The text-based online game rights to Paranoia have separately been licensed to Skotos ( Reports that Paranoia XP will also be published in several other languages, and that film, computer, and console versions are may be forthcoming are rumors. Rumors are treason. Treason is punishable by summary execution. Have a nice day!

Mongoose Publishing is one of the leaders in the RPG market, producing games such as Babylon 5, Conan, and Judge Dredd for roleplayers all over the world. Its publications are available in all good hobby and book stores.

Greg Costikyan ( and Eric Goldberg have collaborated on various games since they first met at Simulations Publications, Inc. in the 1970s, including on the first online game to attract more than a million players.

Greg has designed more than 30 commercially published board, roleplaying, computer, online, and mobile game, has won numerous industry awards, and has been inducted into the Adventure Gaming Hall of Fame for a lifetime of accomplishment in the field. He writes about games, game design, and game industry business issues for publications including the New York Times, Wall Street Journal Interactive, Salon, Game Developer magazine, and his blog (, which is one of the most widely-read blogs dealing with games. He is also the author of four science fiction novels.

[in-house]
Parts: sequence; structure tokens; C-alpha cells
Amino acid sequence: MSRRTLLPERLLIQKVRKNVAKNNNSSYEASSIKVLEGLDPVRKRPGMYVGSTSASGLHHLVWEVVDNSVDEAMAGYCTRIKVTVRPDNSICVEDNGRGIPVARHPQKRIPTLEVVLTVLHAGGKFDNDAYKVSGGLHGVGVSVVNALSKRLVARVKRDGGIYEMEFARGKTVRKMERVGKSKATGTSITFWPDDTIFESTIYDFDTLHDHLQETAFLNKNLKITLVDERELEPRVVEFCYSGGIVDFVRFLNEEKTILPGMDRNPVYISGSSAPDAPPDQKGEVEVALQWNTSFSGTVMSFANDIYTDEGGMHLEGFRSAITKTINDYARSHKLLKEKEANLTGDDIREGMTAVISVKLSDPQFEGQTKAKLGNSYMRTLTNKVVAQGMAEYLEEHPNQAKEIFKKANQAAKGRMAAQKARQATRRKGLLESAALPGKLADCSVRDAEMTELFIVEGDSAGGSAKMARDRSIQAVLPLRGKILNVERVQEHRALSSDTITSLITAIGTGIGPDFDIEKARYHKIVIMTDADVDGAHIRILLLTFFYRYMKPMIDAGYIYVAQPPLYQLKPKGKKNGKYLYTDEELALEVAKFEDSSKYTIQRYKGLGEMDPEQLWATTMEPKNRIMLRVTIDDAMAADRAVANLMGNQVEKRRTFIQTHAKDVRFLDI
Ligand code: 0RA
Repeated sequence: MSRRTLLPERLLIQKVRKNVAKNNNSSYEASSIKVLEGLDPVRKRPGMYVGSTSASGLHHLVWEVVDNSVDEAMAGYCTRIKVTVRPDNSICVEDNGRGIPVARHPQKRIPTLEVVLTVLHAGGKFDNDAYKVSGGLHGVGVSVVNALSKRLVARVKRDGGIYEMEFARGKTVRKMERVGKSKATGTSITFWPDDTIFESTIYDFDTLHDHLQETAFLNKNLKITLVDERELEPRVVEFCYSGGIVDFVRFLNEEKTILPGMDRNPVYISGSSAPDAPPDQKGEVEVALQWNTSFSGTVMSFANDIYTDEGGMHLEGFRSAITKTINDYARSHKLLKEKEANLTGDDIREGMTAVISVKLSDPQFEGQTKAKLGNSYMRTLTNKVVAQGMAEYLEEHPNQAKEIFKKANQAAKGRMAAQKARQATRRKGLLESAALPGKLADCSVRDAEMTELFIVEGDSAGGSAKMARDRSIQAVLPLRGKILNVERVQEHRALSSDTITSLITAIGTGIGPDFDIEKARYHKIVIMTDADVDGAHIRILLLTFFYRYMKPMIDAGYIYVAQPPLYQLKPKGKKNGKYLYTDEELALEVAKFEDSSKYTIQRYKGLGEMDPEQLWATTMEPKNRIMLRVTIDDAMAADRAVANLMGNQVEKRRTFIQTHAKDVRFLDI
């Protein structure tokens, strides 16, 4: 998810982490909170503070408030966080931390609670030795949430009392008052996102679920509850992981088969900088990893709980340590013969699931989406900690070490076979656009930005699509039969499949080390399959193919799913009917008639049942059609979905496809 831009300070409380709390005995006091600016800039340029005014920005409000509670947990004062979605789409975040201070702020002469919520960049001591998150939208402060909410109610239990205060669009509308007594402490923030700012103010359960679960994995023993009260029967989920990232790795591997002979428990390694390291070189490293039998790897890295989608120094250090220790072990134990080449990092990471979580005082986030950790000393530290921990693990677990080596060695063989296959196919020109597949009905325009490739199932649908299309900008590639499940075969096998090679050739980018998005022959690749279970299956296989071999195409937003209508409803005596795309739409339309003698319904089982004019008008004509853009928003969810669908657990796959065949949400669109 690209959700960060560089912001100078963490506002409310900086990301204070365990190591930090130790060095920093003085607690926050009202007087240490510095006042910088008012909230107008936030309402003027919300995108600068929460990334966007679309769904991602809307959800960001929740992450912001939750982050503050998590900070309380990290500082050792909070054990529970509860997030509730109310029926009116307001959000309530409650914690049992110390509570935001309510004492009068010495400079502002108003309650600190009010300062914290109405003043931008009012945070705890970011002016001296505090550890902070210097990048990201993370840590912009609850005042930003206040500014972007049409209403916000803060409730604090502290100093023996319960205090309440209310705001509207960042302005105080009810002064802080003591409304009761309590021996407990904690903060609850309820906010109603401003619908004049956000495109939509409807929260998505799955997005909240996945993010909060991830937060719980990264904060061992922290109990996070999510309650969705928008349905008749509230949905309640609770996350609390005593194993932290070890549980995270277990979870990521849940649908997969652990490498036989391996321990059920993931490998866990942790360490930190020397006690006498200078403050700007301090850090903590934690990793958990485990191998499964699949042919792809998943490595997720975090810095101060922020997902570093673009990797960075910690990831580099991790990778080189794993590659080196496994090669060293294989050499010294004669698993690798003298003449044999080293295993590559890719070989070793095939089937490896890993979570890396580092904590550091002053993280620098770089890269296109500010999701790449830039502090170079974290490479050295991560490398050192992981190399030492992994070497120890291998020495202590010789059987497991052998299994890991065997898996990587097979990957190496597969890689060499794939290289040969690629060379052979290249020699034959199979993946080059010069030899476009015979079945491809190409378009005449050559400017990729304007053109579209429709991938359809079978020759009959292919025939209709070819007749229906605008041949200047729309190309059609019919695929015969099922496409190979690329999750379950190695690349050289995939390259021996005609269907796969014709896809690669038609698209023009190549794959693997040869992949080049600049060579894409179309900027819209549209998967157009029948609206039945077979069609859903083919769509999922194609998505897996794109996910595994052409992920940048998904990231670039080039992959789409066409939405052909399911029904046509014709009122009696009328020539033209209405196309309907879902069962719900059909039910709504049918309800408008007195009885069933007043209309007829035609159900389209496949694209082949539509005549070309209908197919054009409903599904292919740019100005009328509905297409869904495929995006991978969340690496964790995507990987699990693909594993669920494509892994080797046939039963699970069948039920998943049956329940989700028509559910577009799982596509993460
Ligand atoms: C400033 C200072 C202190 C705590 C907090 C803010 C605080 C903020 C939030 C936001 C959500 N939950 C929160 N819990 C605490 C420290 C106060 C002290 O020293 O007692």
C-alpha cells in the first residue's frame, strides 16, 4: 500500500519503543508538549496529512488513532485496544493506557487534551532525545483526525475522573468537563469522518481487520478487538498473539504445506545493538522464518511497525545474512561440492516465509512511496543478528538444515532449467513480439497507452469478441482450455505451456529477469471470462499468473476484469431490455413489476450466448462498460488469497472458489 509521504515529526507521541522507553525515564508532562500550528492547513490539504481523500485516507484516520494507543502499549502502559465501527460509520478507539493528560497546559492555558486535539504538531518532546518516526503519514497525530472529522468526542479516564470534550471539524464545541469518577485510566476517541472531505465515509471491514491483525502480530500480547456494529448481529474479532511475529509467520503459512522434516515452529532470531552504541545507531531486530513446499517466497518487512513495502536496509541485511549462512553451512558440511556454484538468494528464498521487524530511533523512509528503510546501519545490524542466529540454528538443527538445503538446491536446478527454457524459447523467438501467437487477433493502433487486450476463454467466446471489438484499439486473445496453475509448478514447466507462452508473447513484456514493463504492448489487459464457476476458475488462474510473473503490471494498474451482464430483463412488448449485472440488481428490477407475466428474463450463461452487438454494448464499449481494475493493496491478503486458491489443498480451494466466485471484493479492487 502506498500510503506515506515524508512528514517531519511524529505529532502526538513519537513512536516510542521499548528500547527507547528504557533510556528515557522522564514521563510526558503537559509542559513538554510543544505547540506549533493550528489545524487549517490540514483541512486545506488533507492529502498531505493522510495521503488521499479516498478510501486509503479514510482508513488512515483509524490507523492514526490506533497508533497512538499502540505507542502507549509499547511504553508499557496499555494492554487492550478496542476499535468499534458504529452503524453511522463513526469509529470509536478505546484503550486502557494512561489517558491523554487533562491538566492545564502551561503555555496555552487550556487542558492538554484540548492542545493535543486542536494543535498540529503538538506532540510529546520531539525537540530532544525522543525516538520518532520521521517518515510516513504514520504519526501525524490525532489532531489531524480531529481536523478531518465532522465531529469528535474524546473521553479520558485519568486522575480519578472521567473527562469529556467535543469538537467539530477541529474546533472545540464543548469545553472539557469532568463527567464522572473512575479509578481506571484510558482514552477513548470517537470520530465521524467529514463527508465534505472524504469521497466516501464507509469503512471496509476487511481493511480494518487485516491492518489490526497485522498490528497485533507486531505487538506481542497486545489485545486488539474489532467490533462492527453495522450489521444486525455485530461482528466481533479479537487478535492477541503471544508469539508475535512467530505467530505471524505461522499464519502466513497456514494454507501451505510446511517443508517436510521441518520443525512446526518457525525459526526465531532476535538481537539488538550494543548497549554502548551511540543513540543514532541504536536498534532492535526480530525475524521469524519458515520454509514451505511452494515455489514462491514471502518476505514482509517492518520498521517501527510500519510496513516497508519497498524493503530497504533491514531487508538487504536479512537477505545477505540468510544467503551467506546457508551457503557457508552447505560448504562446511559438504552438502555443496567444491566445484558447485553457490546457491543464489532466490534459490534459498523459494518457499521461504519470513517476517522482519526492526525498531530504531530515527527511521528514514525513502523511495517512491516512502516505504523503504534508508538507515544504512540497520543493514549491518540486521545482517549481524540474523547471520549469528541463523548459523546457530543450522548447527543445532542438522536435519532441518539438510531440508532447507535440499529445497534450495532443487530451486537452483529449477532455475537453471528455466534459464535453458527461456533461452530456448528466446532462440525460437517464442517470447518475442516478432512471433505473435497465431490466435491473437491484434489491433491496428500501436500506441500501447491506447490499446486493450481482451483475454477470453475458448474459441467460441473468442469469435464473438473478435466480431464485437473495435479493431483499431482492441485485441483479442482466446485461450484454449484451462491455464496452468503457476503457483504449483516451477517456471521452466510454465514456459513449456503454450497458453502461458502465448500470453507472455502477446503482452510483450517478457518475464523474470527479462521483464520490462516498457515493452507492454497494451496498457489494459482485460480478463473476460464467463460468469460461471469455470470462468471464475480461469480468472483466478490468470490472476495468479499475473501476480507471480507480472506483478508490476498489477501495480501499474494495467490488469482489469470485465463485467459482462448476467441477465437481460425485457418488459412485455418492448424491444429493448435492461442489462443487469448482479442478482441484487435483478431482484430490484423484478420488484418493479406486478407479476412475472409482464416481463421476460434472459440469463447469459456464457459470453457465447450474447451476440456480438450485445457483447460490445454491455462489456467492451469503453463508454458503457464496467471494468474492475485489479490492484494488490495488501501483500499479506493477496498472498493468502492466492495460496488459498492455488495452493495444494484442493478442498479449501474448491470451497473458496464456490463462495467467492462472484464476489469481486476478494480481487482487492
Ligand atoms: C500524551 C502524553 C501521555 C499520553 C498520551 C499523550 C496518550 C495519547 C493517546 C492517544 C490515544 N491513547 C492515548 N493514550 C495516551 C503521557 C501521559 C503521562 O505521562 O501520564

Allen Varney ( has published three boardgames, over two dozen roleplaying supplements (including several for Paranoia), seven books, and 250+ articles, stories, and reviews, including regular columns in four national gaming magazines. Varney recently designed and ran the UT Executive Challenge, a three-day business ethics simulation for 100 second-year MBA students at the University of Texas McCombs Business School. He is now developing a Web-based “business simulator” with the e-learning company Enspire Learning (